“Paradise‘s strongest element is its excellent imagery. Cinematographer Paul Guilhaume uses both frame and in particular colour to create beautiful yet harrowing shots of the natural hellscape the citizens of Shologon have to deal with.”
There is a certain ironic metaphor in watching Russia burn in Alexander Abaturov’s Paradise, a documentary shot in the summer of 2021, well before Russia invaded Ukraine and set that country, quite often literally, ablaze. The sad realization comes later, when it dawns on the viewer that the men we are watching heroically trying to quench the flames of a giant forest fire as best they can, hoping to hold off the destruction of their village until the rain comes, will have been among the victims of the recent mobilisation effort. Ripped from a place their government in normal circumstances doesn’t care about, they are now sent as cannon fodder to a front half a world away, many of them likely not returning. Who is going to put out the next wildfire?
The village of Shologon lies in the heart of Eastern Siberia’s vast taiga, on the edge of a so-called ‘control zone’. This means that the sparsely populated area will get no help from the government if the cost of combatting a wildfire exceeds the cost of the damage done by it. The human cost doesn’t seem to be factored in here. So when massive fires erupted from an extreme heatwave last summer it was up to local villagers to save themselves and their homes. Abaturov’s documentary lays bare the disinterest Moscow has for its far-flung territories, but also how global warming is affecting regions that probably wouldn’t come to mind first, changing the lands around the Arctic Circle forever.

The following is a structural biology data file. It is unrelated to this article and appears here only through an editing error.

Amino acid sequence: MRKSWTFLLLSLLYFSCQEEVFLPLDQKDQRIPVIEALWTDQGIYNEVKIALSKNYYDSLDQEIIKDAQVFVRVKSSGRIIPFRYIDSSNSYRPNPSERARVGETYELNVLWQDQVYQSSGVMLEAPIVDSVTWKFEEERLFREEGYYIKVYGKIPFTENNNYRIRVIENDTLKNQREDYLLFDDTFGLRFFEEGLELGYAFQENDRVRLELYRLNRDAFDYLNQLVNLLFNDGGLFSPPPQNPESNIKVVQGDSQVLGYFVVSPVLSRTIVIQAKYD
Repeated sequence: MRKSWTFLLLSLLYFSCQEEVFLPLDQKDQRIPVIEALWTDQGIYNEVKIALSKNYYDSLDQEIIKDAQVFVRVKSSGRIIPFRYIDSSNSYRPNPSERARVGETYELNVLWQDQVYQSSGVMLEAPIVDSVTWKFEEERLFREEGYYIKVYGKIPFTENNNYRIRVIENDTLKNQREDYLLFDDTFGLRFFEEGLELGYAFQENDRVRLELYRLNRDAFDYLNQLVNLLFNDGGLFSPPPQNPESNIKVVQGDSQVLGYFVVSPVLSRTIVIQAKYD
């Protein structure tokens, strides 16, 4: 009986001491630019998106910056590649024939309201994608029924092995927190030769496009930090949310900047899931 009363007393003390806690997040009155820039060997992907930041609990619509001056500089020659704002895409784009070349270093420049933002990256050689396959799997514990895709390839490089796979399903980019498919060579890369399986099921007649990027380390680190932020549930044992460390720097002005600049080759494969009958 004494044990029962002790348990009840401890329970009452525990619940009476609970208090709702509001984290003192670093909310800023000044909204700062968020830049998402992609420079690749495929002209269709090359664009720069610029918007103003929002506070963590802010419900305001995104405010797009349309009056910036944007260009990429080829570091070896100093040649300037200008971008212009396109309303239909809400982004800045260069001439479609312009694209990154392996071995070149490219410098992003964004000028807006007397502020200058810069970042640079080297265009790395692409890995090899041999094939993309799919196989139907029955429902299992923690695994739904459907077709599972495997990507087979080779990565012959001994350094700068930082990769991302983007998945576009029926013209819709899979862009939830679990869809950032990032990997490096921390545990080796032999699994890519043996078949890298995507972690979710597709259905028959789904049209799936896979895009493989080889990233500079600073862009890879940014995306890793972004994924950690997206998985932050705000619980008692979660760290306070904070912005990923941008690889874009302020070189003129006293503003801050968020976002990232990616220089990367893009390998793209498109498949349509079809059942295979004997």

Paradise is also a film about heroism, and Abaturov deliberately constructs it that way. An initially calm and almost laconic reaction to the fires over the course of the film turns into grim determination and tense concern when the flames get nearer. Though it is not a Hollywood film, narratively it almost plays like one; all it is missing is a bombastic Hans Zimmer score. Unfortunately with a narrative generally also comes characterization, and this is where Paradise falls short. Most of the men and women the film portrays are interchangeable and virtually all unnamed. Given the stakes this makes it hard to identify with the film’s subjects, even though consciously one can empathize with the increasingly hopeless situation they are facing. Even during its short runtime there are lulls in which seemingly random people stand around and talk about fire.
Paradise‘s strongest element is its excellent imagery. Cinematographer Paul Guilhaume uses both frame and in particular colour to create beautiful yet harrowing shots of the natural hellscape the citizens of Shologon have to deal with. Hazy orange and yellow hues isolate human beings in the inferno, hitting home the terrible opponent they are up against, which the locals refer to as ‘The Dragon’. The powerful, almost painterly images stand in sharp contrast with a voice over telling a folk tale about the wind; the same wind that is blowing the Dragon towards the village. It’s a bit of poetry that doesn’t fully come alive, just like most of the film lacks a spark. Paradise works as an alarming reminder that global warming is real and is starting to have devastating and irreversible effects, just as it works as an image of a country in which the government couldn’t care less about its citizens, but in contrast to the flames on screen the film lacks a bit of fire.